Friday, November 22, 2013

Sepia Saturday: Where Were You?

Sepia Saturday challenges bloggers to share family history through old photographs.

This week’s Sepia Saturday prompt commemorates the 50th anniversary of the assassination of President John F. Kennedy by asking participants to reflect on where they were on that date or on other significant dates that serve as historical markers.  Indeed the world changed on November 22, 1963.  I was 12.  Before then I had never heard of such an act of violence.  Now never a day goes by without a news report of a murder, abduction, bomb threat, or mass killing. 

That Friday in November began like any other lovely autumn day for the students at Cradock Junior High in Portsmouth, Virginia.

Cradock Junior High School, Portsmouth, Virginia
Cradock Junior High School
Portsmouth, Virginia

My classroom was in the right wing.

I was sitting in the last row over by the windows of my classroom, and like I always did, I was paying close attention to Mrs. Ann Mancuso’s grammar lesson when the principal, Mr. Slade Phillips, came over the loud speaker with the horrible news that our President had been shot and killed. 

Snipped from Google Maps
the route from school to my house on Gillis Rd.

We were dismissed early and ordered to go straight home.  It was usually a 15-minute walk from school to home, but on that day I ran. 

I was petrified.  The tone of the principal’s voice was so urgent that I thought for sure the killer was driving around Cradock shooting randomly at people.  Whenever a car rumbled down the road, I held my breath as I prepared to be shot.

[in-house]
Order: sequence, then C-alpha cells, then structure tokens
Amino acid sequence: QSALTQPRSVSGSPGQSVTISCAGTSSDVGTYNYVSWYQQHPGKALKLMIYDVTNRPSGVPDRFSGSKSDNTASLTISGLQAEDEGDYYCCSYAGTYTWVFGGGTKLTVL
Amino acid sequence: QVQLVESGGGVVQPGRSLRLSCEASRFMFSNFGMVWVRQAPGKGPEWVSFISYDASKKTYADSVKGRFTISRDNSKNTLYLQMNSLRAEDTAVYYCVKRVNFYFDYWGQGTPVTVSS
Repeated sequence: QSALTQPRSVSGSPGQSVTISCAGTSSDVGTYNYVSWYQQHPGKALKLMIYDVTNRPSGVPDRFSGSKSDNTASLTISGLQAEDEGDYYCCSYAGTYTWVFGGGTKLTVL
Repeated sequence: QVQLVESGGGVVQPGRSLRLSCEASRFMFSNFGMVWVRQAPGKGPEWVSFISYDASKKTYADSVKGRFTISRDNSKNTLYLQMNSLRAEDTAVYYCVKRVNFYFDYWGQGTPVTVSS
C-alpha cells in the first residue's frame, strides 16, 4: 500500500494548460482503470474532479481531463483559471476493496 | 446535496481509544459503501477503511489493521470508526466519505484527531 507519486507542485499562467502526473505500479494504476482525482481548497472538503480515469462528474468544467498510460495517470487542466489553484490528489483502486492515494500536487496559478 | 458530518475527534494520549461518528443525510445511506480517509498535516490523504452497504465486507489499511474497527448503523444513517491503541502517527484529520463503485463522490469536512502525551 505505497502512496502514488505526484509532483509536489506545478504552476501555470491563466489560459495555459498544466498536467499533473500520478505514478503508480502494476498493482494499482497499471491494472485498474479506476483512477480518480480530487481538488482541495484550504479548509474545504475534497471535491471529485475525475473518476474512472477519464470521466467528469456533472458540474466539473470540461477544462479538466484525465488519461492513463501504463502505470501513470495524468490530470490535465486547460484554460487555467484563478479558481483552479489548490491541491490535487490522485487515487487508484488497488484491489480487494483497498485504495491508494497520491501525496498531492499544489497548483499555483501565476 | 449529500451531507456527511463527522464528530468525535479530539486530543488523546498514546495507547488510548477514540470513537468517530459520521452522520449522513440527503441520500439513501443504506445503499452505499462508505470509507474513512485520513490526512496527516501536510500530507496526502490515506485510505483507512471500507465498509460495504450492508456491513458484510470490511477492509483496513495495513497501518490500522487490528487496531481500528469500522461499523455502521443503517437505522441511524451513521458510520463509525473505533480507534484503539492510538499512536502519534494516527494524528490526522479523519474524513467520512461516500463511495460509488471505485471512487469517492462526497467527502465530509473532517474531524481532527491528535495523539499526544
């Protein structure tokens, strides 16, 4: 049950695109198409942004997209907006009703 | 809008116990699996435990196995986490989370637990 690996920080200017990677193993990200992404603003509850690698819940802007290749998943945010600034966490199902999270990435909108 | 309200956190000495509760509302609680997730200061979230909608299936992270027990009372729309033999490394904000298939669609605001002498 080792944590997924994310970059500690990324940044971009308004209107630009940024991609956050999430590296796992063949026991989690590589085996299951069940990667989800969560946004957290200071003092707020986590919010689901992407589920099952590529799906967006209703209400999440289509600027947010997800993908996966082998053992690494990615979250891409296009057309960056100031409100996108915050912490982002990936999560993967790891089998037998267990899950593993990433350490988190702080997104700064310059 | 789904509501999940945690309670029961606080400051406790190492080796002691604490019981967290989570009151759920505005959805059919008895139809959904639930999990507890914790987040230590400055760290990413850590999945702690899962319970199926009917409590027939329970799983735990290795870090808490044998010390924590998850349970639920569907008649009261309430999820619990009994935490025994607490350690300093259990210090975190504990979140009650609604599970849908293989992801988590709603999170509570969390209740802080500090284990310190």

This crazy world has given me several chances to get over that irrational fear of being the target of an assassin.

May 13, 1981, Portsmouth, Virginia
Me and Jordan, May 13, 1981

A couple months before my first daughter was born, President Ronald Reagan was shot in Washington DC, just a few days into his presidency.

Then on the very day my daughter was born – May 13, 1981 – Pope John Paul II was shot as he was entering St. Peter’s Square in Vatican City.  

Naturally, I’ll always remember WHERE I was on May 13, 1981, but I will also remember the assassination attempt because THERE WAS NOTHING ELSE ON TV and I was stuck in the hospital with all-day news coverage.  (The Pope forgave his would-be assassin, so I hope he forgave me for being annoyed at this bad timing of events.)

I had better luck with Daughter #2.  No assassination attempts on February 27, 1983, thankfully.  The next night was the biggest night in tv history with the final episode of "M.A.S.H." The hospital served steak to all new parents. (I could hardly wait for the nurse to take that fresh baby back to the nursery! Yep, Mother of the Year ~)

February 27, 1983, Portsmouth, Virginia
Me and Zoe, February 27, 1983

So where will you be today?  I hope you’ll be visiting my friends at Sepia Saturday

© 2014, Wendy Mathias.  All rights reserved.


  1. You have given us such a vivid picture of the link between major national events and their personal impact on you. I can just imagine the panic you must have felt as a 12 year old dashing home before more tragedy struck. . .